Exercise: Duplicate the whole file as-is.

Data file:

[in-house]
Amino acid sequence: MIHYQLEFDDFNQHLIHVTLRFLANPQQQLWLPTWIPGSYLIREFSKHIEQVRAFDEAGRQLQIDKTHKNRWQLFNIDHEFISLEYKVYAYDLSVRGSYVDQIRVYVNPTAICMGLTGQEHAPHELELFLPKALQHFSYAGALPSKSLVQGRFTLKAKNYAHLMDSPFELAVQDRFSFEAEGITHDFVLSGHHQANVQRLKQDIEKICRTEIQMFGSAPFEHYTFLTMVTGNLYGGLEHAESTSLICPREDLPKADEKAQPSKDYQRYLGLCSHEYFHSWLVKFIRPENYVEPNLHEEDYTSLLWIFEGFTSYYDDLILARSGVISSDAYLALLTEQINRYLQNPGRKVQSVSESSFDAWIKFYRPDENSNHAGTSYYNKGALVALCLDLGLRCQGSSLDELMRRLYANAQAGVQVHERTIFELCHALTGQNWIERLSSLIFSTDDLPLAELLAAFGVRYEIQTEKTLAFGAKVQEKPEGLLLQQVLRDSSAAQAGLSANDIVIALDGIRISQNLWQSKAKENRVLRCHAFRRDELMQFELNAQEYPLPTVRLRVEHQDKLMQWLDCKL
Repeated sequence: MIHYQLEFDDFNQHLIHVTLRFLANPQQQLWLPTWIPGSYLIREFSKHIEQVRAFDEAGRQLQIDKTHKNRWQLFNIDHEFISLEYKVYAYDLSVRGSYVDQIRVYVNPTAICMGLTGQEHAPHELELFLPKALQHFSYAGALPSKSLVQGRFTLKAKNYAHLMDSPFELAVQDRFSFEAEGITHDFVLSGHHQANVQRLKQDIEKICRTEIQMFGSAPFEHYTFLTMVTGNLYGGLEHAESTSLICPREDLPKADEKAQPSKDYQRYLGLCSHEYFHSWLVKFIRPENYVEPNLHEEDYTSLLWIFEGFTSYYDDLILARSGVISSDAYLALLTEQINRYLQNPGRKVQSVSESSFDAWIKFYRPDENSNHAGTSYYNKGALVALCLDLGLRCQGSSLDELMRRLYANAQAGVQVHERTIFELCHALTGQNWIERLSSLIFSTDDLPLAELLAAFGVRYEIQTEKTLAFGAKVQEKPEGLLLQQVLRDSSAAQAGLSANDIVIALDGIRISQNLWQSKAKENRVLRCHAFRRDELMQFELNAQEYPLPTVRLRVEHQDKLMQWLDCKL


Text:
[in-house]
Amino acid sequence: MIHYQLEFDDFNQHLIHVTLRFLANPQQQLWLPTWIPGSYLIREFSKHIEQVRAFDEAGRQLQIDKTHKNRWQLFNIDHEFISLEYKVYAYDLSVRGSYVDQIRVYVNPTAICMGLTGQEHAPHELELFLPKALQHFSYAGALPSKSLVQGRFTLKAKNYAHLMDSPFELAVQDRFSFEAEGITHDFVLSGHHQANVQRLKQDIEKICRTEIQMFGSAPFEHYTFLTMVTGNLYGGLEHAESTSLICPREDLPKADEKAQPSKDYQRYLGLCSHEYFHSWLVKFIRPENYVEPNLHEEDYTSLLWIFEGFTSYYDDLILARSGVISSDAYLALLTEQINRYLQNPGRKVQSVSESSFDAWIKFYRPDENSNHAGTSYYNKGALVALCLDLGLRCQGSSLDELMRRLYANAQAGVQVHERTIFELCHALTGQNWIERLSSLIFSTDDLPLAELLAAFGVRYEIQTEKTLAFGAKVQEKPEGLLLQQVLRDSSAAQAGLSANDIVIALDGIRISQNLWQSKAKENRVLRCHAFRRDELMQFELNAQEYPLPTVRLRVEHQDKLMQWLDCKL
Repeated sequence: MIHYQLEFDDFNQHLIHVTLRFLANPQQQLWLPTWIPGSYLIREFSKHIEQVRAFDEAGRQLQIDKTHKNRWQLFNIDHEFISLEYKVYAYDLSVRGSYVDQIRVYVNPTAICMGLTGQEHAPHELELFLPKALQHFSYAGALPSKSLVQGRFTLKAKNYAHLMDSPFELAVQDRFSFEAEGITHDFVLSGHHQANVQRLKQDIEKICRTEIQMFGSAPFEHYTFLTMVTGNLYGGLEHAESTSLICPREDLPKADEKAQPSKDYQRYLGLCSHEYFHSWLVKFIRPENYVEPNLHEEDYTSLLWIFEGFTSYYDDLILARSGVISSDAYLALLTEQINRYLQNPGRKVQSVSESSFDAWIKFYRPDENSNHAGTSYYNKGALVALCLDLGLRCQGSSLDELMRRLYANAQAGVQVHERTIFELCHALTGQNWIERLSSLIFSTDDLPLAELLAAFGVRYEIQTEKTLAFGAKVQEKPEGLLLQQVLRDSSAAQAGLSANDIVIALDGIRISQNLWQSKAKENRVLRCHAFRRDELMQFELNAQEYPLPTVRLRVEHQDKLMQWLDCKL